Balance transfer, or pay off card with investments?

I wish to stooze and put the money into HL funds, which I can sell anytime and have in my bank account within a week.

Would it be entirely practicable to, when the 0% period expires to sell the investments, pay off the card, and begin again with the next card? The object here would be to avoid the balance transfer fee.

Replies

  • NednatsNednats Forumite
    330 Posts
    Part of the Furniture 100 Posts Combo Breaker
    It depends on the cost of the transfer fee and how much you are getting from the investment.
    Cash I have stoozed is currently receiving 3% in an ISA. If did a Balance transfer and there was 1% fee. I'd still be earning 2% on the debt off the orginal card.
  • ChopperSTChopperST Forumite
    1.3K Posts
    Tenth Anniversary 1,000 Posts Name Dropper
    High risk strategy stoozing to invest as opposed to saving.

    What happens if your investments tank 20% and you owe more on the card than you have in equities? You are effectively borrowing to invest which never ends well.

    You are avoiding a BT fee but will be paying dealing fees and HL £2 monthly platform fee.

    Its your money, you takes your chance.

    The other thing is if you do cash in an investment to pay the card and the investment has gained significantly you'll be kicking yourself for selling and missing the compound interest over the years to come.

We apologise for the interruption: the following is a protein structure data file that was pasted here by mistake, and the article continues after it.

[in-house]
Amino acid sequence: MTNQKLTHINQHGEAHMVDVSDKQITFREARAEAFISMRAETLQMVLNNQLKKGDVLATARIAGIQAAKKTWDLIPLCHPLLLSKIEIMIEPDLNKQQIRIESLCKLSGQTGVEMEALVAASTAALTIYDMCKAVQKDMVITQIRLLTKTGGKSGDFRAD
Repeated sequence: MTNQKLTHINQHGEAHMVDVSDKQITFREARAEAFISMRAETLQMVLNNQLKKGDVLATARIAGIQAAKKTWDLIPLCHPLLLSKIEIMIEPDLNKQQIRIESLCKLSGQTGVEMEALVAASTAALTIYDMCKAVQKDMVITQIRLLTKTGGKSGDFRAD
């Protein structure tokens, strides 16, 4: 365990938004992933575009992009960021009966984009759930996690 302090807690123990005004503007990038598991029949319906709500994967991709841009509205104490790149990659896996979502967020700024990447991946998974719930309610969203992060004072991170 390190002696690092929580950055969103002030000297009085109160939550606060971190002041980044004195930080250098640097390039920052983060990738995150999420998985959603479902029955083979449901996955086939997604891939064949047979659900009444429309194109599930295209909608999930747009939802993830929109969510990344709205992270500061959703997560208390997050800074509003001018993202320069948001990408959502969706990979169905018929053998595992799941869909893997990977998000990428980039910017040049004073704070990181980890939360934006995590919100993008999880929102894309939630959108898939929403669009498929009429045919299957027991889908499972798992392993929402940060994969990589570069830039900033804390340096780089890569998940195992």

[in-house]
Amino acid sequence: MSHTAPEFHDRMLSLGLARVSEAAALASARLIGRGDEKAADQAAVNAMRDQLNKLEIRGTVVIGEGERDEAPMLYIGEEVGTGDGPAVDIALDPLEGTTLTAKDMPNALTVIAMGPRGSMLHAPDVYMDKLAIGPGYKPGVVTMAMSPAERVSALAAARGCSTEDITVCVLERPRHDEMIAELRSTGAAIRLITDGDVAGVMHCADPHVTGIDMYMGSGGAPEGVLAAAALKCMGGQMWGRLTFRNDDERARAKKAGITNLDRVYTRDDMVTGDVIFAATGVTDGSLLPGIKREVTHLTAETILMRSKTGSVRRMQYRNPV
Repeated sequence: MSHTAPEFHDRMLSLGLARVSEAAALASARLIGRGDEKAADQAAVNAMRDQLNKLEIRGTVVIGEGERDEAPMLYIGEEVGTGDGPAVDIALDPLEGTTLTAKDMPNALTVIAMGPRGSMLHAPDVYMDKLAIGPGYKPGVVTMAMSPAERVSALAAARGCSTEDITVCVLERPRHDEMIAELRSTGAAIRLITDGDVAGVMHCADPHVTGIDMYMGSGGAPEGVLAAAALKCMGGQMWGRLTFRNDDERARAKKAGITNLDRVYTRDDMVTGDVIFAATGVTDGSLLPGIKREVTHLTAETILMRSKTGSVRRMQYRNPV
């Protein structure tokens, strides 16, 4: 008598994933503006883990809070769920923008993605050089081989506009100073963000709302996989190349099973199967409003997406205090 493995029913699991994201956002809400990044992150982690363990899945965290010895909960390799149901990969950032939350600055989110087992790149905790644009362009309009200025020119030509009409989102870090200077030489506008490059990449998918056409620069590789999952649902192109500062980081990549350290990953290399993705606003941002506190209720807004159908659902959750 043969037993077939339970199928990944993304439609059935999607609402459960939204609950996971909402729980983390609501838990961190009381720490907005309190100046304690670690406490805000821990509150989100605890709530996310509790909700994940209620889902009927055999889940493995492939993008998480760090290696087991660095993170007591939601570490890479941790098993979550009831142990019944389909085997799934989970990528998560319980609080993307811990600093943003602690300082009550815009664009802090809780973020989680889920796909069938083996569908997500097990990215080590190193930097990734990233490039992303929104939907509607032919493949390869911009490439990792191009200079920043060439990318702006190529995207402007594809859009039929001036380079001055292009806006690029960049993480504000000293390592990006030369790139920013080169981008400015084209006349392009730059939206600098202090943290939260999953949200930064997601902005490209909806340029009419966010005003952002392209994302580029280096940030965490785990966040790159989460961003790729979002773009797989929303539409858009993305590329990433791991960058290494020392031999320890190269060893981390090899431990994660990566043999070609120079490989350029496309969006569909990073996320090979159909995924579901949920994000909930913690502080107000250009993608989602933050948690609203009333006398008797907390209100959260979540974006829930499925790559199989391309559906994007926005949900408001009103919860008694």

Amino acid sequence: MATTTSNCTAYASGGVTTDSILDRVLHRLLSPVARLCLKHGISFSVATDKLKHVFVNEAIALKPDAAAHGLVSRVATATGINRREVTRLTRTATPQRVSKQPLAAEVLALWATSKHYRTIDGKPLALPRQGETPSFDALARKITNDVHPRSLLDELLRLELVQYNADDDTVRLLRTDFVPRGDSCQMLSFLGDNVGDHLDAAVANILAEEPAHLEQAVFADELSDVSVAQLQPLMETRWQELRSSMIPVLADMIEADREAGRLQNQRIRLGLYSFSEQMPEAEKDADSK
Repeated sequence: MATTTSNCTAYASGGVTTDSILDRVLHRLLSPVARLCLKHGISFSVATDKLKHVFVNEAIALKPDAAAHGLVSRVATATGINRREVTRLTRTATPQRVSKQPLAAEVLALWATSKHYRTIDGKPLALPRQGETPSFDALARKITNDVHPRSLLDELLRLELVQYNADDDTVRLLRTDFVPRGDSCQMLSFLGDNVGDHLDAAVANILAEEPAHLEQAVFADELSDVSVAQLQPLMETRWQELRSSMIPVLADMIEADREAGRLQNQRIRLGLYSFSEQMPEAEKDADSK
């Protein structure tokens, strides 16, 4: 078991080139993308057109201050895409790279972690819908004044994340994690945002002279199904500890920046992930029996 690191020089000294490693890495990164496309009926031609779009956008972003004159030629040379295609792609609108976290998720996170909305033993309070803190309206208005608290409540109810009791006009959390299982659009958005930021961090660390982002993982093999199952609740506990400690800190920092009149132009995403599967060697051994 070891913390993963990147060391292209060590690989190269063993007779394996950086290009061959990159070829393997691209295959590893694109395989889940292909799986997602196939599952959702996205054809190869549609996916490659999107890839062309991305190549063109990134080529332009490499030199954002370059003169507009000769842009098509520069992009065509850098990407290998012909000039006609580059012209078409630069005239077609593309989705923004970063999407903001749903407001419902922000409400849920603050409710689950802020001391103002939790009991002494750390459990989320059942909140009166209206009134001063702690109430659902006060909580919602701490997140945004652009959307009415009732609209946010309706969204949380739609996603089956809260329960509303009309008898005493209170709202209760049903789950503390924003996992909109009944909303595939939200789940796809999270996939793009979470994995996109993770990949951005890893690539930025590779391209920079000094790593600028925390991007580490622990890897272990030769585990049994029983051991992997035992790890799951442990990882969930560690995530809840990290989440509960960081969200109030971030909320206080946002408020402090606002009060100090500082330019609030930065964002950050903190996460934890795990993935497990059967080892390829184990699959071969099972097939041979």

What sort of amounts are we talking?
  • Would it be entirely practicable to, when the 0% period expires to sell the investments, pay off the card, and begin again with the next card? The object here would be to avoid the balance transfer fee.

    I would have thought the transaction costs of this would outweigh the possible savings.

    I also don't think you should borrow money, even at 0% interest, to invest on the stock market. Way too risky.
  • ohitohit Forumite
    370 Posts
    Part of the Furniture 100 Posts Name Dropper Combo Breaker
    Also, think of potential tax implications if you sell the investments for a profit.
  • ohit wrote: »
    Also, think of potential tax implications if you sell the investments for a profit.

    I think you can ignore these. After all, everyone has a Capital Gains Tax allowance of £11k in 2104/5 so you are unlikely to exceed that! And if the investments are in an ISA there is never any CGT.
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